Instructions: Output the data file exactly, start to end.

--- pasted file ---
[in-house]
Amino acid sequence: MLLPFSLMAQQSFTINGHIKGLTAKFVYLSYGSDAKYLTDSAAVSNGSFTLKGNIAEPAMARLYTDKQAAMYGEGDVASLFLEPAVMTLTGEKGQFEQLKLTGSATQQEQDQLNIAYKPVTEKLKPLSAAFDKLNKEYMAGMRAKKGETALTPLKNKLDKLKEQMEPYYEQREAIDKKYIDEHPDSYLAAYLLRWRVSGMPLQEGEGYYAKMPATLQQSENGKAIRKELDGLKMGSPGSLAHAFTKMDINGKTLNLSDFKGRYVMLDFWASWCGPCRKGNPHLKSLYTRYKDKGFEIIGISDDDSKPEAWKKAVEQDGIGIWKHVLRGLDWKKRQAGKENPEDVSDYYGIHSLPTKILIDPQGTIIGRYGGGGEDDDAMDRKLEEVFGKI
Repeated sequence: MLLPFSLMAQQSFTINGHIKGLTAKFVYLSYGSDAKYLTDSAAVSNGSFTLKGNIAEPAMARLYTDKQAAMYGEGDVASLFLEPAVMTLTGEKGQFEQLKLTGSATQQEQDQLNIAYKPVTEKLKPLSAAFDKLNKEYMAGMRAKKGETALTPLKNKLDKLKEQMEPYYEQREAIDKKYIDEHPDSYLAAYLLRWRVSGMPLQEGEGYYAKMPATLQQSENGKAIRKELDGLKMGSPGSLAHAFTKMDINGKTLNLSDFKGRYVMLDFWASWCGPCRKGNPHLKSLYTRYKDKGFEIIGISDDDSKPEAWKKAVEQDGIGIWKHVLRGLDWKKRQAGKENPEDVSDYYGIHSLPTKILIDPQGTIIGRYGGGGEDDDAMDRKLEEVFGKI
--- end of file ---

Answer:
[in-house]
Amino acid sequence: MLLPFSLMAQQSFTINGHIKGLTAKFVYLSYGSDAKYLTDSAAVSNGSFTLKGNIAEPAMARLYTDKQAAMYGEGDVASLFLEPAVMTLTGEKGQFEQLKLTGSATQQEQDQLNIAYKPVTEKLKPLSAAFDKLNKEYMAGMRAKKGETALTPLKNKLDKLKEQMEPYYEQREAIDKKYIDEHPDSYLAAYLLRWRVSGMPLQEGEGYYAKMPATLQQSENGKAIRKELDGLKMGSPGSLAHAFTKMDINGKTLNLSDFKGRYVMLDFWASWCGPCRKGNPHLKSLYTRYKDKGFEIIGISDDDSKPEAWKKAVEQDGIGIWKHVLRGLDWKKRQAGKENPEDVSDYYGIHSLPTKILIDPQGTIIGRYGGGGEDDDAMDRKLEEVFGKI
Repeated sequence: MLLPFSLMAQQSFTINGHIKGLTAKFVYLSYGSDAKYLTDSAAVSNGSFTLKGNIAEPAMARLYTDKQAAMYGEGDVASLFLEPAVMTLTGEKGQFEQLKLTGSATQQEQDQLNIAYKPVTEKLKPLSAAFDKLNKEYMAGMRAKKGETALTPLKNKLDKLKEQMEPYYEQREAIDKKYIDEHPDSYLAAYLLRWRVSGMPLQEGEGYYAKMPATLQQSENGKAIRKELDGLKMGSPGSLAHAFTKMDINGKTLNLSDFKGRYVMLDFWASWCGPCRKGNPHLKSLYTRYKDKGFEIIGISDDDSKPEAWKKAVEQDGIGIWKHVLRGLDWKKRQAGKENPEDVSDYYGIHSLPTKILIDPQGTIIGRYGGGGEDDDAMDRKLEEVFGKI